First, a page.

• For 2022, Mizuno has launched ST-X 220 and ST-Z 220 drivers
  • Increased stability is the emphasis for both models
  • Retail price is $449. Availability begins February 3rd

a photo of Mizuno ST-X 220 and ST-Z 200 drivers

In our story on Mizuno’s new drool-worthy Mizuno Pro Iron lineup, we talked about a new approach at Mizuno. Call it a modernization perhaps or simply the necessary adaptation to the changing nature of golf. Evidenced by that Mizuno Pro, however, is the notion that a newly modern Mizuno isn’t likely do anything radical—no red faces on these drivers.

The release of new ST-Z 220 and ST-X 220 drivers is all about steady progression. Improvement without embellishment—performance with universal appeal that still speaks to the guy who loves Mizuno for what it has always been.

With that in mind, don’t expect the ST-Z 220 and ST-X 220 to be radical departures from what came before them.

Premium Beta Titanium CORETECH Face

a face view of the Mizuno ST-X 220 driver

With previous generations of Mizuno drivers, much of the story revolved around the forged SAT (super alloy titanium) 2041 beta titanium, the material Mizuno uses in its CORETECH faces. The defining characteristic of the material is that it’s stronger and more flexible than the more conventional titanium alloys used on golf clubs. It’s also more expensive, which is a good bit of the reason you don’t see it used more often.

This is a margin game we’re playing, folks.

With respect to beta titanium, stronger means the face is less prone to fatigue, which encompasses things like cracking, flattening and CT creep (the face getting faster over time).

While that last bit might sound like a bonus to us, when it comes to Tour pros and the USGA, CT creep is the stuff of nightmares.

The “more flexible” part means higher ball speeds across the face at a given CT. Mizuno isn’t suggesting it’s skirting USGA rules but, like others, it says beta titanium helps it live on the happy side of the trend line that divides CT (the current USGA standard for limiting how much the face is allowed to flex) and the old COR standard (which has a much stronger correlation to ball speed).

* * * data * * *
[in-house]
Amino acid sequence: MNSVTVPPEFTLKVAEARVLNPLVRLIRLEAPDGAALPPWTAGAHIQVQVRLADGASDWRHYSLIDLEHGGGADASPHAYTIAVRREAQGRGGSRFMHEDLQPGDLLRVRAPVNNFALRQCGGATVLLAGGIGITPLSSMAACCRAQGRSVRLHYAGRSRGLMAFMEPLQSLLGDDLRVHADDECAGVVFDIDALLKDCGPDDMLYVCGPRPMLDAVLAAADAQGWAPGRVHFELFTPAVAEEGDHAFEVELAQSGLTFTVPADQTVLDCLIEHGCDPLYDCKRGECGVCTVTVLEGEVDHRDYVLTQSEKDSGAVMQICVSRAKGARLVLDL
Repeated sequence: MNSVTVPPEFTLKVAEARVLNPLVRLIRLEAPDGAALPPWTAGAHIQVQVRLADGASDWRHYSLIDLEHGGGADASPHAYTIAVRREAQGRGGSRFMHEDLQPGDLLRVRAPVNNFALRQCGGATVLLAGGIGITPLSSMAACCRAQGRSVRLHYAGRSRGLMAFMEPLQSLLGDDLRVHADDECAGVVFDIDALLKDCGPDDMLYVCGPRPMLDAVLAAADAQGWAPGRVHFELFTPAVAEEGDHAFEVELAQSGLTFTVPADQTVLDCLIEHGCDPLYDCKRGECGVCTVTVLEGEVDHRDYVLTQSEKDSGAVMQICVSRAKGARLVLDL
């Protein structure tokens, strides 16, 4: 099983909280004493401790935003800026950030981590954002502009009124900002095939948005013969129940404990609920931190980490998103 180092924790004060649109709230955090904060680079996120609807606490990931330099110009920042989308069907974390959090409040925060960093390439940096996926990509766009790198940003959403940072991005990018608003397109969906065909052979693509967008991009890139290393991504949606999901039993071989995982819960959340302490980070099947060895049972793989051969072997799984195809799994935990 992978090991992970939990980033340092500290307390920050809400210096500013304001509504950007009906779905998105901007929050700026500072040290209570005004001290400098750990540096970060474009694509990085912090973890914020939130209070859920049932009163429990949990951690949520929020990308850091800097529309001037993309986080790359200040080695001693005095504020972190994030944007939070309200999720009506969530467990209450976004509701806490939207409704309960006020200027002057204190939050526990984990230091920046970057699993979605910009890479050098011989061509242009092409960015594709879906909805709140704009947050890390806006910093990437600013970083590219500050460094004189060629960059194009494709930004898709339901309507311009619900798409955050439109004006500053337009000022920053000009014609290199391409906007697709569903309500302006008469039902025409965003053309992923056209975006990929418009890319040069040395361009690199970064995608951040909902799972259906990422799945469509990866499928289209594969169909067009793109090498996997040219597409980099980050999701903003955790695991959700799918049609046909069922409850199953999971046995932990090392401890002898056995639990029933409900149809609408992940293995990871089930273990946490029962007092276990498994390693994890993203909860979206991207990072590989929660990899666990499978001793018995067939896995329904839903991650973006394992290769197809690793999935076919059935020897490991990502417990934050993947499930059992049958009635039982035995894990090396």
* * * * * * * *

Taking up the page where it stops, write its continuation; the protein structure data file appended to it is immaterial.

Mizuno ST-X 220 and ST-Z 220 Drivers – Moving Beyond Speed

A few revisions deep into beta titanium, Mizuno thinks it has the speed part figured out so, with the 220 version of ST-X and ST-Z, the company was able devote more attention to stability.

By and large, Mizuno is using stability as a less technical way of describing the moment of inertia (MOI) of its drivers. The idea here is that a more stable driver deflects and twists less when you miss the sweet spot. Less deflection should translate into more ball speed. It’s why higher MOI clubs are described as being more forgiving.

While most MOI or forgiveness stories focus on stability from heel to toe (the golf club’s X-axis), stability from top to bottom (the club’s Y-axis) also plays a significant role in stability, particularly as it relates to creating consistent launch and spin above and below the sweet spot.

Mizuno ST-220 drivers feature a 20g weight at the rear of the club.

The physics is unrelenting. Relative to impact on the sweet spot, high-face impacts will launch higher and spin up to 1,000 rpm less, while low-face impact will result in shots that fly lower and can spin upwards of 1,000 rpm more.

You’re always going to lose a bit of speed on off-center hits but if designers can improve stability by narrowing the gap between high- and low-face contact, golfers should see more consistent results regardless of where on the face we miss.

With that said, how Mizuno went about improving stability is reasonably boilerplate for the golf equipment industry. First, Mizuno’s engineers thinned out the sole and added 40 percent more carbon fiber.

That freed up some weight to be positioned low and back where Mizuno’s tail weights were increased from 11 grams to 20 grams. Every designer would love an extra nine grams to play with and, on percentage, it’s a big number.

Mizuno ST-X 220 and ST-X 220 Stability – By The Numbers